Lottery incentives have short-term impact on ART initiation among men: results from a randomized pilot study

SOURCE: Journal of the International AIDS Society
OUTPUT TYPE: Journal Article
PUBLICATION YEAR: 2020
TITLE AUTHOR(S): R.V.Barnabas, A.Van Heerden, M.McConnell, A.A.Szpiro, M.L.Krows, T.T.Schaafsma, T.Ngubane, R.B.Nxele, P.Joseph, J.M.Baeten, C.L.Celum, H.Van Rooyen
KEYWORDS: ANTIRETROVIRAL THERAPY (ART), HIV/AIDS, INCENTIVES, LOTTERIES, MEN, SOUTH AFRICA
DEPARTMENT: Human and Social Capabilities (HSC), Impact Centre (IC), Impact Centre (PRESS), Impact Centre (CC)
Print: HSRC Library: shelf number 11424
HANDLE: 20.500.11910/15355

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Abstract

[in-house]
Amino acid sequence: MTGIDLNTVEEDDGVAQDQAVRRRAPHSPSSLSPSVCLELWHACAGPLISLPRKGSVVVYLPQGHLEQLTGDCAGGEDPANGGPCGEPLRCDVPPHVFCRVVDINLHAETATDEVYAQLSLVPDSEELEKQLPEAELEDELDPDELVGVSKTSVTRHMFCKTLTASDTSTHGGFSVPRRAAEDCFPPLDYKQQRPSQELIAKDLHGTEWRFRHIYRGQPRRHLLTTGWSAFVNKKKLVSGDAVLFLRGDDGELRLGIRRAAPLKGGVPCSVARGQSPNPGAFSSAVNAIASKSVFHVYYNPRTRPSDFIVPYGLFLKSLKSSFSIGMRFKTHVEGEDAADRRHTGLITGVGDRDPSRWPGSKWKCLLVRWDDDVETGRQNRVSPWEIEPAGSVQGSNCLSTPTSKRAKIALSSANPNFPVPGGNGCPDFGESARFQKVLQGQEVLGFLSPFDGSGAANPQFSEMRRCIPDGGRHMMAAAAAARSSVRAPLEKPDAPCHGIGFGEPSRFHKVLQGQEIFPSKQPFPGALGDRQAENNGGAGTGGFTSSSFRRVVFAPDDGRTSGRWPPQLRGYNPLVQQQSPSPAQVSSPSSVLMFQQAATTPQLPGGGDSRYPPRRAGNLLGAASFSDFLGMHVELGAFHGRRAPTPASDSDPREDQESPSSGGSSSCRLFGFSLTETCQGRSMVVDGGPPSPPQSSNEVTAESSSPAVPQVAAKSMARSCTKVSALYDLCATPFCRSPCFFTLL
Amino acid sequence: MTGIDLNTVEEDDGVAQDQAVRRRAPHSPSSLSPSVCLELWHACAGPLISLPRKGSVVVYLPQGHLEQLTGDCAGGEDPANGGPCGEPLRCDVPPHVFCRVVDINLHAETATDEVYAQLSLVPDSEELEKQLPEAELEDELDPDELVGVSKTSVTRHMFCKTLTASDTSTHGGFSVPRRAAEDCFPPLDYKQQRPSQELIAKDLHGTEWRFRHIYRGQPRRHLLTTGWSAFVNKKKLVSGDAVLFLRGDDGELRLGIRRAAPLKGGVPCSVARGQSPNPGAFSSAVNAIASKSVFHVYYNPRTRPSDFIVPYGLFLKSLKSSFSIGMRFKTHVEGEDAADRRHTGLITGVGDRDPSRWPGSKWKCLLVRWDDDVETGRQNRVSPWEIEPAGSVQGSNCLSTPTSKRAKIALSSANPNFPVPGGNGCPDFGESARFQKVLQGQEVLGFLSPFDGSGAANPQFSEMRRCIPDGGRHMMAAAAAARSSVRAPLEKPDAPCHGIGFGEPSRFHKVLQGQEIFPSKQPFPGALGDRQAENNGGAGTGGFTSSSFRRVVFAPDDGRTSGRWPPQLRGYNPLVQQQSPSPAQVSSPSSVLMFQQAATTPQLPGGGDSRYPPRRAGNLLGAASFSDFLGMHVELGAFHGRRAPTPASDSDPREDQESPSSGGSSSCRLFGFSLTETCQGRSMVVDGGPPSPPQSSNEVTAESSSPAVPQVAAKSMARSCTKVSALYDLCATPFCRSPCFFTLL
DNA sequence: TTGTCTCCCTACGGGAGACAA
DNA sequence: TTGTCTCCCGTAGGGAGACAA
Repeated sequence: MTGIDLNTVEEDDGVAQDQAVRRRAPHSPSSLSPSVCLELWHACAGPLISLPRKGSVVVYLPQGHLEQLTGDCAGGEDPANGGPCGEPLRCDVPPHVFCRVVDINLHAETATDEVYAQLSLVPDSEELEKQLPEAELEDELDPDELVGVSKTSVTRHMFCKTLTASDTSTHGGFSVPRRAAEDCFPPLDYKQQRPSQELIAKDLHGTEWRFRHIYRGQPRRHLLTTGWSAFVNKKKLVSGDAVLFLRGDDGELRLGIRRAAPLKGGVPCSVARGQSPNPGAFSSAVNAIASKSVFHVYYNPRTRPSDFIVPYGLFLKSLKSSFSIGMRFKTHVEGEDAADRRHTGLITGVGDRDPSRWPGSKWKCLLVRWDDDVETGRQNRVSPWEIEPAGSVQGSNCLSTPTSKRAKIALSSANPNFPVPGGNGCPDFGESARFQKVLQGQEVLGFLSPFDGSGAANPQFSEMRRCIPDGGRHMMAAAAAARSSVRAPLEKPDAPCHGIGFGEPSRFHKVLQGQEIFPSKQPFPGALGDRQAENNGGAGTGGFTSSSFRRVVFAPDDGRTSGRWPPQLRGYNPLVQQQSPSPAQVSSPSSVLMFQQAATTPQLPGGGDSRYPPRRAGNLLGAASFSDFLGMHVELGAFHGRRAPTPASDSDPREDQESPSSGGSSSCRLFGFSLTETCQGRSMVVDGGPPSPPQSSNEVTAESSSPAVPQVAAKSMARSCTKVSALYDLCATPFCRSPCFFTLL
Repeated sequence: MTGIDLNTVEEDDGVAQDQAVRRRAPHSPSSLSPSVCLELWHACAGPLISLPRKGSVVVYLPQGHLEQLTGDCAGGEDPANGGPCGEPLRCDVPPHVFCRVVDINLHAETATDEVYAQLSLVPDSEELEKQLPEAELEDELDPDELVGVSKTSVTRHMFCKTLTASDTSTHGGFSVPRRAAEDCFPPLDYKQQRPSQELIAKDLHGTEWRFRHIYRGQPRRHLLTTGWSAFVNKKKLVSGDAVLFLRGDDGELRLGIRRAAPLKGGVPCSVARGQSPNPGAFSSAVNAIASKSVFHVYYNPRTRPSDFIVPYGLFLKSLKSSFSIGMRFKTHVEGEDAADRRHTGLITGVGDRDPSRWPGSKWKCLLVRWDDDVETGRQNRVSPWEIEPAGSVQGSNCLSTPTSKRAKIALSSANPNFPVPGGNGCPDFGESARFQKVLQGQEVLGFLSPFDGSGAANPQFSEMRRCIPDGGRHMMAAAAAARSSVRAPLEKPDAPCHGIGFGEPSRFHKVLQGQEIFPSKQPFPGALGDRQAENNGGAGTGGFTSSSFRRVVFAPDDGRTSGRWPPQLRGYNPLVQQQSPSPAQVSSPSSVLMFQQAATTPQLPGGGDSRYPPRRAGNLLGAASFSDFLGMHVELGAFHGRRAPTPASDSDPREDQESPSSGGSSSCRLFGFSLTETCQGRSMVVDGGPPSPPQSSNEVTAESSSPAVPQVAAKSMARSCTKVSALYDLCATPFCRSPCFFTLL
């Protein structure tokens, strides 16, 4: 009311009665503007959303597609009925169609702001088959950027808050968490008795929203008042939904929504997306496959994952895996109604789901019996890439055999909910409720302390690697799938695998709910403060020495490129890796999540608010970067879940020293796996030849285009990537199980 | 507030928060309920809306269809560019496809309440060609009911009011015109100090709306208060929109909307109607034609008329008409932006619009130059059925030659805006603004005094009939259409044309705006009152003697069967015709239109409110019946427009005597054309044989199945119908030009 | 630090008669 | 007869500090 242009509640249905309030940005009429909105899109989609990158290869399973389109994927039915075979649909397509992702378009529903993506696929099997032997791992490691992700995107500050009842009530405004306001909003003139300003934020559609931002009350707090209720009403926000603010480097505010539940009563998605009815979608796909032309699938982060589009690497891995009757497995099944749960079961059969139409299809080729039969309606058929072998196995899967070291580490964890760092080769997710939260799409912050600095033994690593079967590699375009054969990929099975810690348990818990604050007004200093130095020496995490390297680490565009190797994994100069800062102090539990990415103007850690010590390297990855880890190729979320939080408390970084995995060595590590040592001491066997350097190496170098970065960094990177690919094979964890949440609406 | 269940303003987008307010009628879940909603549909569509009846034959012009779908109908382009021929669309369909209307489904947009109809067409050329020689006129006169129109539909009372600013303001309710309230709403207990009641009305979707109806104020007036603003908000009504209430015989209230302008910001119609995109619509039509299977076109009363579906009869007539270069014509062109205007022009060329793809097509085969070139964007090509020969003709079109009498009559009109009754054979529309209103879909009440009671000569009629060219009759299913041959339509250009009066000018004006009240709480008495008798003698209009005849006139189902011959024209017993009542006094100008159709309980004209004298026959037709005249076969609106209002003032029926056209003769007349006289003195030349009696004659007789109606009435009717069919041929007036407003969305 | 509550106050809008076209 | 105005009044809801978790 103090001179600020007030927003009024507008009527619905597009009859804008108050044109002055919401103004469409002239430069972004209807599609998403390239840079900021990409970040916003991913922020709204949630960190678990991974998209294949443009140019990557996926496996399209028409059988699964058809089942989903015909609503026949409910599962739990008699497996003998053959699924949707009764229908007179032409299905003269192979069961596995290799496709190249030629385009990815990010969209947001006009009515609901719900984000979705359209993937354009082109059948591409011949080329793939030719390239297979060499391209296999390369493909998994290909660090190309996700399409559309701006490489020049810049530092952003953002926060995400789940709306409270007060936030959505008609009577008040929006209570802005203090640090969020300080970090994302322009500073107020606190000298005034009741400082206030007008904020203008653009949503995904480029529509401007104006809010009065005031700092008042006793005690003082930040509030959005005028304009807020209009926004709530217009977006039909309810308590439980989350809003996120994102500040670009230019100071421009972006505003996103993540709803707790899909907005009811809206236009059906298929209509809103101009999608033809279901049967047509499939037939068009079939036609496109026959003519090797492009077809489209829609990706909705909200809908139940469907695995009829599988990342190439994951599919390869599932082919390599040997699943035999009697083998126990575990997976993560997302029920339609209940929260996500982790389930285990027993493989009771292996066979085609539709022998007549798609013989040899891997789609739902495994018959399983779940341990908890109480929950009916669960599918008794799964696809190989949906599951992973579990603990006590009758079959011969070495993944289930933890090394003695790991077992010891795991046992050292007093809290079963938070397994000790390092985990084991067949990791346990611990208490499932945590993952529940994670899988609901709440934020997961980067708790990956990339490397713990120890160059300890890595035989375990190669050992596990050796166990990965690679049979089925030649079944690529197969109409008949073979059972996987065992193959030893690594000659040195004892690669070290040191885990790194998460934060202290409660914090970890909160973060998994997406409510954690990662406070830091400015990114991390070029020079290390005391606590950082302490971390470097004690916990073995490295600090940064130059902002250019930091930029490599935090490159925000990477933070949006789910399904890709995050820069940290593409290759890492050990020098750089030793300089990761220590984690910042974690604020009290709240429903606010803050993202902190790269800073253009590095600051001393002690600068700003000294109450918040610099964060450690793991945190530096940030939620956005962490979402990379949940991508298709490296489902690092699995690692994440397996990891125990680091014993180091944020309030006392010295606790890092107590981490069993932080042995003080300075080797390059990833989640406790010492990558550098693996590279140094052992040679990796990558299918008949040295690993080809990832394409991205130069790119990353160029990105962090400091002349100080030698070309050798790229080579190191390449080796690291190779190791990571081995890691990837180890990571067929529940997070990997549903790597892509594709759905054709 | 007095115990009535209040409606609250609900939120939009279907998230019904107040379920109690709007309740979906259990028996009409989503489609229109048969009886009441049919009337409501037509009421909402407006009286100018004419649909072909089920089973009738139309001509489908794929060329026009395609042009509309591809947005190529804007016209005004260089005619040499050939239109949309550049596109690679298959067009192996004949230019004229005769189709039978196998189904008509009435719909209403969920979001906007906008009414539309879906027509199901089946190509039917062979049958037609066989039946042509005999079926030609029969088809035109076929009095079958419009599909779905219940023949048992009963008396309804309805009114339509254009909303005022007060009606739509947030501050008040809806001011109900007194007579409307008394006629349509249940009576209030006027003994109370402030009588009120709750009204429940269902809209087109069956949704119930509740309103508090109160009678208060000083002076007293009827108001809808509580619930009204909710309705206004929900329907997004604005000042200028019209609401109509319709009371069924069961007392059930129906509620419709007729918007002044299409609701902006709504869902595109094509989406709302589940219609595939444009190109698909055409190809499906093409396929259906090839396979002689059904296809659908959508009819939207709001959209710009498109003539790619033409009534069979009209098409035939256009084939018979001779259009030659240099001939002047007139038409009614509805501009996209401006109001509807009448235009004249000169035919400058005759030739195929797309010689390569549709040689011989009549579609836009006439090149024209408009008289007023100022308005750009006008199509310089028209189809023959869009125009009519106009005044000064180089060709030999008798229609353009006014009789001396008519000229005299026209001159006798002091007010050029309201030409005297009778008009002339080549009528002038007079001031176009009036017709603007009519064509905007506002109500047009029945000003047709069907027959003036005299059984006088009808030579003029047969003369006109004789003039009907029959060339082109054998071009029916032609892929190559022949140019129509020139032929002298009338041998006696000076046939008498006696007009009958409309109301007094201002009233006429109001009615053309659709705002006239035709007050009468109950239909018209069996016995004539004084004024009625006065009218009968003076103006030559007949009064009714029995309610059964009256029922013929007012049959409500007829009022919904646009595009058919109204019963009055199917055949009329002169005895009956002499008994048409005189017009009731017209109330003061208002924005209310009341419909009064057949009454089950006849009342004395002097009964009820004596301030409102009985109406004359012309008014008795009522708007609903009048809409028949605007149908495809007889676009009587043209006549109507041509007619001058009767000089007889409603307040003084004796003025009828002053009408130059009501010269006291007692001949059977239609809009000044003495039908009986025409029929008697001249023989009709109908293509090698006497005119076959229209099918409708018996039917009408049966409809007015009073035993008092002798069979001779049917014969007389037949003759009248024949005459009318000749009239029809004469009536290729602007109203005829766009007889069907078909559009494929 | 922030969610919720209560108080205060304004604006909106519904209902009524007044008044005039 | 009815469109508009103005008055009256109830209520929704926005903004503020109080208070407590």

Introduction: Among people living with HIV in South Africa, viral suppression is lower among men than women. The study aim was to test the impact of lottery incentives, which reward positive health choice (e.g. antiretroviral therapy (ART) linkage) with a chance to win a prize, on strengthening the HIV care continuum including ART initiation and viral suppression for men. Methods: We conducted a randomized, prospective trial of lottery incentives in the context of HIV testing and linkage to ART in rural KwaZulu-Natal, South Africa. Men living with HIV were randomly allocated to: lottery incentives and motivational text messages or motivational text messages only. Lottery prize eligibility was conditional on clinic registration, ART initiation, or viral suppression by one, three and six months respectively. After completing each continuum step, participants in the lottery group were notified whether they had won and were encouraged to continue in care. Lottery prizes were either a mobile phone, data or a gift card (valued at R1000/$100). Kaplan Meier curves were plotted to determine time to ART initiation by study group. The primary outcome was viral suppression at six months. Results: Between November 2017 and December 2018, we tested 740 men for HIV and enrolled 131 HIV-positive men who reported not being on ART. At baseline, 100 (76%) participants were 30 years and older, 95 (73%) were unemployed and the median CD4 count was 472 cells/lL. At study exit, 84% (110/131) of participants had visited a clinic and 62% (81/131) were virally suppressed. Compared to motivational text messages, lottery incentives decreased the median time to ART initiation from 126 to 66 days (p = 0.0043, age-adjusted Cox regression) among all participants, and, from 134 days to 20 days (p = 0.0077) among participants who were not virally suppressed at baseline. Lottery incentives had an inconclusive effect on clinic registration (RR = 1.21, 95% CI: 0.83 to 1.76) and on viral suppression at six months (RR = 1.13, 95% CI: 0.73 to 1.75) compared to motivational text messages. Conclusions: Conditional lottery incentives shortened the time to ART initiation among South African men. Behavioural economics strategies strengthen linkage to ART, but the study power was limited to see an impact on viral suppression.